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The prototype Big Horn Subdivision of the BNSF is dispatched by CTC. This is a relatively heavily used segment of single track main with numerous sidings for meets. During my first operating session, I decided that given the lack of signals on my layout we would dispatch the layout using track warrants. This proved to be a huge workload for the dispatcher (me) and for the crews, and I was not satisfied with the fluidity of the layout. Too much of our time was spent copying warrants and not enough running trains. This set me to thinking about how better to dispatch. I will explain the tentative solution that I'm in the process of implementing in comments below.
In the April 2017 MR an article described a method of using paper signal templates to dispatch a layout via what is essentially "poor man's CTC". This system requires the dispatcher to place the appropriate template in front of a red signal template at each signal that would display other than a stop aspect. When the signals have been placed the train crew can proceed on signal indication and remove the overlay as they "knock down" the signals during their journey. This resets the signal to red for any following trains.
Obviously this entails many compromises, but at least as many advantages. The elimination of a ton of wiring, no need to use powered switch machines, eliminating the need for detection, and no need to program a CTC panel are among the main advantages. I figure I can implement this system in a month of model railroading time for less than a hundred dollars versus a couple thousand dollars minimum and no idea how much time (minimum of a year is my estimate) for a full blown CTC system when you count the cost of signals, control modules, detection loops and wheelsets, and switch machines. Time is money too.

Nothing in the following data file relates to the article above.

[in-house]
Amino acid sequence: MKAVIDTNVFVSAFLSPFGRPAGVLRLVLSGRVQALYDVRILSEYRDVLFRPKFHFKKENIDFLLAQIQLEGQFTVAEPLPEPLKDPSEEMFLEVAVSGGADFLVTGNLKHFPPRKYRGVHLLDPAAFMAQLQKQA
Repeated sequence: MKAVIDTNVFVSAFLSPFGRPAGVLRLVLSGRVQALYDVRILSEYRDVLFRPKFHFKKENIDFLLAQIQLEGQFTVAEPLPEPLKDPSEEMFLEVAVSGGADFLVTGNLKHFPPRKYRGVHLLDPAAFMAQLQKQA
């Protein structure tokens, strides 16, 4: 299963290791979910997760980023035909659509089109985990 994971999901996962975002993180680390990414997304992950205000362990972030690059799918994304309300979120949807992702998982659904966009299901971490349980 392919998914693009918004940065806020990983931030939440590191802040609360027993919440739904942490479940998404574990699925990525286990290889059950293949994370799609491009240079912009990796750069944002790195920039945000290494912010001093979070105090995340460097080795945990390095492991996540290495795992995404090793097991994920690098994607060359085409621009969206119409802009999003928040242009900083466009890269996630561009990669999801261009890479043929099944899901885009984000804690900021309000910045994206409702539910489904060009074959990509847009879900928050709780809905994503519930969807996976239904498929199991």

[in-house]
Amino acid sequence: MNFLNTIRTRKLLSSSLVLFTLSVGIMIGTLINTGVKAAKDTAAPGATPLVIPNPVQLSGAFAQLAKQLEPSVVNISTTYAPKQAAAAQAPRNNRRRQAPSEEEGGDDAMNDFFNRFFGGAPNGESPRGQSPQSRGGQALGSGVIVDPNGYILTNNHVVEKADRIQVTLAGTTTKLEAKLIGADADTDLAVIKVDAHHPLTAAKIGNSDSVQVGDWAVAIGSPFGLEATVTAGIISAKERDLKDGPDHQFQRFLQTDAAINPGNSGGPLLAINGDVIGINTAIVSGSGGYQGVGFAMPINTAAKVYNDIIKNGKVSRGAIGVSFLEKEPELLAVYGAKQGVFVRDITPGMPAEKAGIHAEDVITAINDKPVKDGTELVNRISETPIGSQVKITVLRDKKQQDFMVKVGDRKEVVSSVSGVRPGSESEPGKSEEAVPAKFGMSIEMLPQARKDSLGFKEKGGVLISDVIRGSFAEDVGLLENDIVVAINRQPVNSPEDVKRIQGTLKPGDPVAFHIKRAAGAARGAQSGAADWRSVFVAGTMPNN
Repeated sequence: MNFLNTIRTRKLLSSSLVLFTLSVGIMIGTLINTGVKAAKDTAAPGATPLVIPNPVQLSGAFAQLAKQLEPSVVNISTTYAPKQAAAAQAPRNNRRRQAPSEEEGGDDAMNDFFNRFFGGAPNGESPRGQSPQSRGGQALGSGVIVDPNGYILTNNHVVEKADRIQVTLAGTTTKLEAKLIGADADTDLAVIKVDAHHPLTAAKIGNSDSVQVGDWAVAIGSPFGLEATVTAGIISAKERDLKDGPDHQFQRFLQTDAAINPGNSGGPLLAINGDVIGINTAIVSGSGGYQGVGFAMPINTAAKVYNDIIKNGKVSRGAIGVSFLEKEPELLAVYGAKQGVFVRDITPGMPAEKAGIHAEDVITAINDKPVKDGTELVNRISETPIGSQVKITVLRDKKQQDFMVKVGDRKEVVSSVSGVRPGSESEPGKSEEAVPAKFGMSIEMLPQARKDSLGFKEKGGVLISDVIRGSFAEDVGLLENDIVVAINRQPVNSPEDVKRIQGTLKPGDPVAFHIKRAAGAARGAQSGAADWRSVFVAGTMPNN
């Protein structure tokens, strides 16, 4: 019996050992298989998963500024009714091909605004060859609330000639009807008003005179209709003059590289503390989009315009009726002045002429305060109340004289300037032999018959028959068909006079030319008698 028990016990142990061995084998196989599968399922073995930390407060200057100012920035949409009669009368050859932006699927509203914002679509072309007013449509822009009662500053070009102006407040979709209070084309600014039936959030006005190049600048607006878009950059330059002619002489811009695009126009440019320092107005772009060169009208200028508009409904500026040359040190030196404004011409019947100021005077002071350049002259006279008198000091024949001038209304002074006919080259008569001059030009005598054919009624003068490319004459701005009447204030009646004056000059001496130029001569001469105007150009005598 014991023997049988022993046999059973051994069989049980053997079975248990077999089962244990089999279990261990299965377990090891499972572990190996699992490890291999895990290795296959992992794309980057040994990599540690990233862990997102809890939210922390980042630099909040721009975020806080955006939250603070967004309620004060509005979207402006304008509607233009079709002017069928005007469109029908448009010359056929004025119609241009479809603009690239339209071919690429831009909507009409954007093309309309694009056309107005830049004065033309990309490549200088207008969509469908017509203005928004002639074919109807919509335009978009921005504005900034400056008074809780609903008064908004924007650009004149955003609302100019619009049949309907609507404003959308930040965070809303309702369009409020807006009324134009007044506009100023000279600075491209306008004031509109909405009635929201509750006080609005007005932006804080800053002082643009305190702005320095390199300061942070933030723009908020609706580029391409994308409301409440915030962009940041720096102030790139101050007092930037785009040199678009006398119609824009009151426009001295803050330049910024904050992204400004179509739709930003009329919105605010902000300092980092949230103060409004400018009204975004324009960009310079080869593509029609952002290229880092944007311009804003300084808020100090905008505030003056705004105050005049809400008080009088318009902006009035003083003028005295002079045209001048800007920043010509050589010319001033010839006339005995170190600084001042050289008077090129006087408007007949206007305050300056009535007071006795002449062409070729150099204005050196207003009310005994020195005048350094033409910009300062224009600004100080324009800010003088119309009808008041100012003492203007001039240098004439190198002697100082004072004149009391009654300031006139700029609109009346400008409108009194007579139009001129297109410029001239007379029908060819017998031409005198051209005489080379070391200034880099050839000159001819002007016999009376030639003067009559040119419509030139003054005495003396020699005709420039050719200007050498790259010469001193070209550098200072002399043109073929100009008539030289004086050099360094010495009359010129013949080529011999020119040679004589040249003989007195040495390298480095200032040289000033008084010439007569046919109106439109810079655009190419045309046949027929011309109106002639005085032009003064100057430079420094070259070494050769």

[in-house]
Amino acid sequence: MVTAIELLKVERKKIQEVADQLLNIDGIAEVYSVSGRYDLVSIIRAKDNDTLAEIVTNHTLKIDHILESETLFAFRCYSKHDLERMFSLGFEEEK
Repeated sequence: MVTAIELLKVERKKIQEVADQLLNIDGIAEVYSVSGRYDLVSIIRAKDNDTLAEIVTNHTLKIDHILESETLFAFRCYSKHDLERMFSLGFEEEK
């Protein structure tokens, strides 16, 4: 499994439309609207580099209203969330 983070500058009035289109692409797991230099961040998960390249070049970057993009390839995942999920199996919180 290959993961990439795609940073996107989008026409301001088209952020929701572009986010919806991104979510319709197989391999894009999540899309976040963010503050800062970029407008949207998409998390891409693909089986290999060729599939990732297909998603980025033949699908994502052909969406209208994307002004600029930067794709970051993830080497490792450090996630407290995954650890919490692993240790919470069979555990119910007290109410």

As I thought through the idea, though, I did come up with some potential improvements. The main one is making the signals look a bit more realistic than using paper templates. I figured, why not build a semi-scale model of a signal and build it in a way that it's easy to just apply the proper aspect overlay to display whether you want clear, approach, or stop displayed. My first attempt involved a pin on the signal head that would allow me to hang the proper face over the red signal. It worked, but it was kind of fiddly. Here's a look at the first signal I glued up:
That worked, but as I said the templates were fiddly-pretty small, and hard to handle. And you have to be pretty steady to fit the head over a small styrene pin. So at the suggestion of a friend, I tried tiny, tiny magnets mounted on the back of the red template and a small scrap of steel glued to the back of the other overlays. These are also slightly oversized to make them easier to handle (and to see) and I found some colored 5 mm jewels in the Wal Mart craft aisle that dress things up a bit. Here are some examples:
Each of these has either a green or yellow aspect displayed, over the permanently installed red aspect, supported by a magnet. One other advantage of using magnets is the ability to just hang the templates on a magnetic strip on the fascia below the location of the signal for storage. The signal masts for these are small dowels.
In subsequent comments to this post I will explain how I used my Silhouette Cameo print and cut feature to make the signal templates and the construction of the signals themselves. My aim in this comment was to provide some background information on the project. I'm interested other's observations on this idea.
At the west end of Sheridan Yard, the heart of my railroad, in real life there is a signal bridge. After seeing a photo of this bridge, I decided the layout needed something similar and so I set work creating such a thing. I believe that even though this is an ex-CBQ line, the signal bridge is ex-NP as it matches a number I have seen and photographed along NP lines in Minnesota and North Dakota. I started fabricating a model from Evergreen styrene and the curved support that I drew and cut out using the Silhouette. Here is the basic model prior to beginning to add detail such as signal heads and railings to protect the worker from falling.
Here's another shot after I spent some time getting the details worked out. Just about ready for a coat of paint at this time, only a couple more details to add.
Each signal head is configured like the pole mounted signals, with a tiny magnet on the back of the red head used to attach overlays as needed.
And just like that, this project has outgrown what I initially intended and taken on a life of its own. Sometimes it seems like model railroading leads me where it wants rather than the reverse. And to tell you the truth I like it that way!
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This article first appeared on model-railroad-hobbyist.com
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